A Look at the Future of Marijuana in Michigan

Wednesday, October 30th, 2019

By Koral C. Fritz

Last week the Marijuana Law Section of the Michigan State Bar held its 4th Annual Marijuana Law Conference in Grand Rapids. The conference included break out sessions focused on both the business and criminal sides of the Michigan Regulation and Taxation of Marijuana Act (MRTMA). Over three days, speakers addressed issues spanning from the difficulty of measuring the amount of marijuana a driver has consumed to critical contractual terms marijuana businesses will want to incorporate in agreements.

Curiosity, uncertainty, and some frustration lingered in the air of each session as attendees spotted potential issues that could arise in the licensing process and with enforcement action. The director of the Marijuana Regulatory Agency (MRA) explained that the emergency rules that the Agency published in July are going to be in place for some time yet as the Agency continues to draft final rules. The current emergency rules were published to implement, administer, and enforce MRTMA until final rules can be established. The MRA’s projected timeline is to have draft rules ready in January 2020 with a public hearing in February. From there, the MRA anticipates the final rules should be filed by May.

November 1, 2019 (this Friday) marks the first official day that the MRA will start accepting recreational marijuana business applications. However, hundreds of communities around the state have already opted out of recreational marijuana sales. Communities must officially opt out if they seek to prevent any marijuana facilities in their area. In the communities that have not opted out, marijuana businesses can soon pursue different types of licensing options. Within Ottawa County, Ferrysburg, Georgetown Township, Grand Haven, Grand Haven Charter Township, Hart, Holland, Holland Township, Olive Township, Spring Lake, Wright Township, and Zeeland are among the communities that have officially opted out of recreational marijuana facilities.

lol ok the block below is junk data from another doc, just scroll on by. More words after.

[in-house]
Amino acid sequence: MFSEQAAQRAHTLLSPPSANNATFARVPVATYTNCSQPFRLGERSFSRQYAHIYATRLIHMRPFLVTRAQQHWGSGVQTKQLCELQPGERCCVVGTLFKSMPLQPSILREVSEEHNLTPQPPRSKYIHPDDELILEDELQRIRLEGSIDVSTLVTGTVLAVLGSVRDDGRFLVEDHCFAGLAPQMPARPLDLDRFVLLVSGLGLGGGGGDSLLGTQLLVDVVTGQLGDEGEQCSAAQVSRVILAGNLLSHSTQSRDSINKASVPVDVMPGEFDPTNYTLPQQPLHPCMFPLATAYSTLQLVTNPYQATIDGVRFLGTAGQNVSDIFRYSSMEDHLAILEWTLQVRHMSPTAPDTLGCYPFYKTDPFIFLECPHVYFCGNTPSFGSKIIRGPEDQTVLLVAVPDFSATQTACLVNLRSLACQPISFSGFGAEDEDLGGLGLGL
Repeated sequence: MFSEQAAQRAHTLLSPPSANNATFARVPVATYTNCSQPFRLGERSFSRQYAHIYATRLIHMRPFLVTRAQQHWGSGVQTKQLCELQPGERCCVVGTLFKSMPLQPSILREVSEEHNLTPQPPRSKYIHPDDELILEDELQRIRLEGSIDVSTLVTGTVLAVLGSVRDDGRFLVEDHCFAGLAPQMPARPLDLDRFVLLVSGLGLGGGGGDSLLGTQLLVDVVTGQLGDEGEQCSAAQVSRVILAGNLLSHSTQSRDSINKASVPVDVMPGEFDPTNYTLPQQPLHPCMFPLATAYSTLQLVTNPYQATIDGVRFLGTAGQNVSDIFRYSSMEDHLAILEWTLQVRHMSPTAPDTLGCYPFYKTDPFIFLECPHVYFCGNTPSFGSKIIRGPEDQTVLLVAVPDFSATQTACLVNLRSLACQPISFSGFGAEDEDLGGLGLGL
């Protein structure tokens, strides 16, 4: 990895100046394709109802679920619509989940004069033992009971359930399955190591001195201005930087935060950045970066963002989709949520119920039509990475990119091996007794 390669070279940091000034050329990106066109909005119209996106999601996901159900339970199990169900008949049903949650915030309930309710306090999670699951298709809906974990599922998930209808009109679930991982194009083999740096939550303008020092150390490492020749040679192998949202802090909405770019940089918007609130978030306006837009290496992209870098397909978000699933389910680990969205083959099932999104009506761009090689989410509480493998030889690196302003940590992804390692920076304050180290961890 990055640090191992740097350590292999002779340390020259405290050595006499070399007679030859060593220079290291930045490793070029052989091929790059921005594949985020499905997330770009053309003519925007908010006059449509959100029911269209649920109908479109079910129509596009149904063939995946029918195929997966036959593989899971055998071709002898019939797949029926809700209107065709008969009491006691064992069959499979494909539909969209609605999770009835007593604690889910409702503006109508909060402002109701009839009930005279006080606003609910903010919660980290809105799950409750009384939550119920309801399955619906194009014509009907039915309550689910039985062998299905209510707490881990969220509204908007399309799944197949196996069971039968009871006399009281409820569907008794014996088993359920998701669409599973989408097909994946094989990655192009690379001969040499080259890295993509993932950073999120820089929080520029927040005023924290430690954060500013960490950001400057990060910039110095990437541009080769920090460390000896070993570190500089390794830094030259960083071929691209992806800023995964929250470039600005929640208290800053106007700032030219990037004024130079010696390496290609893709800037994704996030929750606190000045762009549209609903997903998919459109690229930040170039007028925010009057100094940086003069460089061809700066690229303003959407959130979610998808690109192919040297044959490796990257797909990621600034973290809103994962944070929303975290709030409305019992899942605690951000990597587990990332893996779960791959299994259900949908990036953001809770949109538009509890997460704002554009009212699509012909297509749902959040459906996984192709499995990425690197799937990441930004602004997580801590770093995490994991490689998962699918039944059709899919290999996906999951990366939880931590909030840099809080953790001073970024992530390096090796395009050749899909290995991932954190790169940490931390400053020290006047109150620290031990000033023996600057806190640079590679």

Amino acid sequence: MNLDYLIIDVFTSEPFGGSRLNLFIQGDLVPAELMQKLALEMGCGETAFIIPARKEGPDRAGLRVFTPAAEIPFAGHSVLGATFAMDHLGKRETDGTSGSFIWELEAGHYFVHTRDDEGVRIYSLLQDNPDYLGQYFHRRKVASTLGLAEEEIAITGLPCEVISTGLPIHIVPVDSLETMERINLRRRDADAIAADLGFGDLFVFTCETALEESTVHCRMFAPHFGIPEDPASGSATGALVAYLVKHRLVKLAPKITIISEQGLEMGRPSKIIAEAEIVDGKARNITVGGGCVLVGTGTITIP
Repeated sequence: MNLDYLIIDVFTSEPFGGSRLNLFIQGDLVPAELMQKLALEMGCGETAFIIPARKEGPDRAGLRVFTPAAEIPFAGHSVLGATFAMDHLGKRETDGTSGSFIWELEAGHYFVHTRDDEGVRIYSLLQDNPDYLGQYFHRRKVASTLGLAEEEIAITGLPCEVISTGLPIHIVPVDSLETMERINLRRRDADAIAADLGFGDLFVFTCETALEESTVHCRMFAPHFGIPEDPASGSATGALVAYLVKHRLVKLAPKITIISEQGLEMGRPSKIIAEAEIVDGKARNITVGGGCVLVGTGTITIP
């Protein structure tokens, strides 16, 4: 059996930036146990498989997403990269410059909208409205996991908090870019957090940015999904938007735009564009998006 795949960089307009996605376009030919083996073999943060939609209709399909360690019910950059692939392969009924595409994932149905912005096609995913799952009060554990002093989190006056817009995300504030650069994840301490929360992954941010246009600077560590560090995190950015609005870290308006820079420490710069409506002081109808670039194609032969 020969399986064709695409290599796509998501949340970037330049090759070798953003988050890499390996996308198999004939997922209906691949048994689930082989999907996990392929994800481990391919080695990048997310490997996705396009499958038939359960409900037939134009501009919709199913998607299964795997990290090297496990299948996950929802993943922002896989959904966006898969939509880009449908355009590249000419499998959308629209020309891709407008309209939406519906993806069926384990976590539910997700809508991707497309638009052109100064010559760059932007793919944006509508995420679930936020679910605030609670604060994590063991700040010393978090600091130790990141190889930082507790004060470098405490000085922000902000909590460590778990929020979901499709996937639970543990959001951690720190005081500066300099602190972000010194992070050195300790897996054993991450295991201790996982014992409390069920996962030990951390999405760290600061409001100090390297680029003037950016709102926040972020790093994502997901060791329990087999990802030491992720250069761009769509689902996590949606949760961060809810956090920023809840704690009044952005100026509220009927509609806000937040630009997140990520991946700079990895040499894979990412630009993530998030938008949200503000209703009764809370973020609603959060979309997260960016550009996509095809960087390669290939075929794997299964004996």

Under the emergency rules, there are four additional types of licenses available in addition to the license types required in MRTMA.

  • Marijuana Event Organizer – allows the license holder to apply for Temporary Marijuana Event licenses from the MRA.
  • Temporary Marijuana Event – this license allows a Marijuana Event Organizer to run an event – which has been approved by the local municipality – where the onsite sale or consumption of marijuana products, or both, are authorized at a specific location for a limited time. Licensed Retailers and Microbusinesses may participate. The Marijuana Event Organizer is required to hire security and ensure that all rules and requirements for onsite consumption of marijuana products are followed.
  • Designated Consumption Establishment – allows the license holder, with local approval, to operate a commercial space that is licensed by the MRA and authorized to permit adults 21 years of age and older to consume marijuana and marijuana products on premises. A Designated Consumption Establishment license does not allow for sales or distribution of marijuana or marijuana product, unless the license holder also possesses a Retailer or Microbusiness license.
  • Excess Marijuana Grower – allows a licensee who already holds five adult-use Class C Grower licenses to expand their allowable marijuana plant count.

The MRA has provided the following chart to define equivalent licenses between MRTMA and the Medical Marijuana Facilities Licensing Act (MMFLA).


For communities that are opting in, there is still an option to limit the number of licenses available for marijuana businesses. If a community elects to opt in and limit the number of licenses available, the community must develop a competitive licensing process to select applicants who are best suited to operate in compliance with the law.

Starting next week, there will be a better understanding of the licensing process as the MRA begins to review and decide on applications. Several communities have opted out pending the MRA’s completion of the final rules. After the rules are finalized, some communities may to decide to opt back in.

The law on this subject is evolving quickly in Michigan. Be sure to stay up to date on licensing, compliance, and other new rules. If you need help determining your licensing requirements or would like assistance forming your marijuana business, please contact me at the Innovative Law Group in Holland, MI.

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Image: Max Pixel used under Public Domain License.

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